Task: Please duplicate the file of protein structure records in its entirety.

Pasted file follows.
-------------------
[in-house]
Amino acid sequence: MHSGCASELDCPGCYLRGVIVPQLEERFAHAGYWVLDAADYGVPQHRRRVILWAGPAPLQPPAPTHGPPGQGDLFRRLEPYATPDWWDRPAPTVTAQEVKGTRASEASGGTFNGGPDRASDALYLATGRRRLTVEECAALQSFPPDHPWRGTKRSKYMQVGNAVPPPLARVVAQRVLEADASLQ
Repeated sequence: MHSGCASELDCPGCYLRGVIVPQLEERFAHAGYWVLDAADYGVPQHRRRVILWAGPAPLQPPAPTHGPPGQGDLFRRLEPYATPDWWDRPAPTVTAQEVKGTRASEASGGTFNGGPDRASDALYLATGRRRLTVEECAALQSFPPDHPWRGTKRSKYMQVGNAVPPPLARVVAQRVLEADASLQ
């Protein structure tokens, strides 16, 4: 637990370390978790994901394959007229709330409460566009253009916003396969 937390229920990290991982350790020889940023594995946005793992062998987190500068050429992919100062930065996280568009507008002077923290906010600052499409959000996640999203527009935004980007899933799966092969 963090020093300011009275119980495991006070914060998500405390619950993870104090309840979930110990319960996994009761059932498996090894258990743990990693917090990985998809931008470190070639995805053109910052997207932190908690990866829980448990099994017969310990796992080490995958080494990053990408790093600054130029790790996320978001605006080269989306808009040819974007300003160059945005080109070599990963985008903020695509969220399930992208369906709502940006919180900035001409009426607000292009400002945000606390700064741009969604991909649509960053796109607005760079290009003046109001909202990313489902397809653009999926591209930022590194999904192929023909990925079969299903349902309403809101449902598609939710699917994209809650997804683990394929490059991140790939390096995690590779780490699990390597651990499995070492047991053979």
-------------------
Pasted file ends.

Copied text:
[in-house]
Amino acid sequence: MHSGCASELDCPGCYLRGVIVPQLEERFAHAGYWVLDAADYGVPQHRRRVILWAGPAPLQPPAPTHGPPGQGDLFRRLEPYATPDWWDRPAPTVTAQEVKGTRASEASGGTFNGGPDRASDALYLATGRRRLTVEECAALQSFPPDHPWRGTKRSKYMQVGNAVPPPLARVVAQRVLEADASLQ
Repeated sequence: MHSGCASELDCPGCYLRGVIVPQLEERFAHAGYWVLDAADYGVPQHRRRVILWAGPAPLQPPAPTHGPPGQGDLFRRLEPYATPDWWDRPAPTVTAQEVKGTRASEASGGTFNGGPDRASDALYLATGRRRLTVEECAALQSFPPDHPWRGTKRSKYMQVGNAVPPPLARVVAQRVLEADASLQ
């Protein structure tokens, strides 16, 4: 637990370390978790994901394959007229709330409460566009253009916003396969 937390229920990290991982350790020889940023594995946005793992062998987190500068050429992919100062930065996280568009507008002077923290906010600052499409959000996640999203527009935004980007899933799966092969 963090020093300011009275119980495991006070914060998500405390619950993870104090309840979930110990319960996994009761059932498996090894258990743990990693917090990985998809931008470190070639995805053109910052997207932190908690990866829980448990099994017969310990796992080490995958080494990053990408790093600054130029790790996320978001605006080269989306808009040819974007300003160059945005080109070599990963985008903020695509969220399930992208369906709502940006919180900035001409009426607000292009400002945000606390700064741009969604991909649509960053796109607005760079290009003046109001909202990313489902397809653009999926591209930022590194999904192929023909990925079969299903349902309403809101449902598609939710699917994209809650997804683990394929490059991140790939390096995690590779780490699990390597651990499995070492047991053979």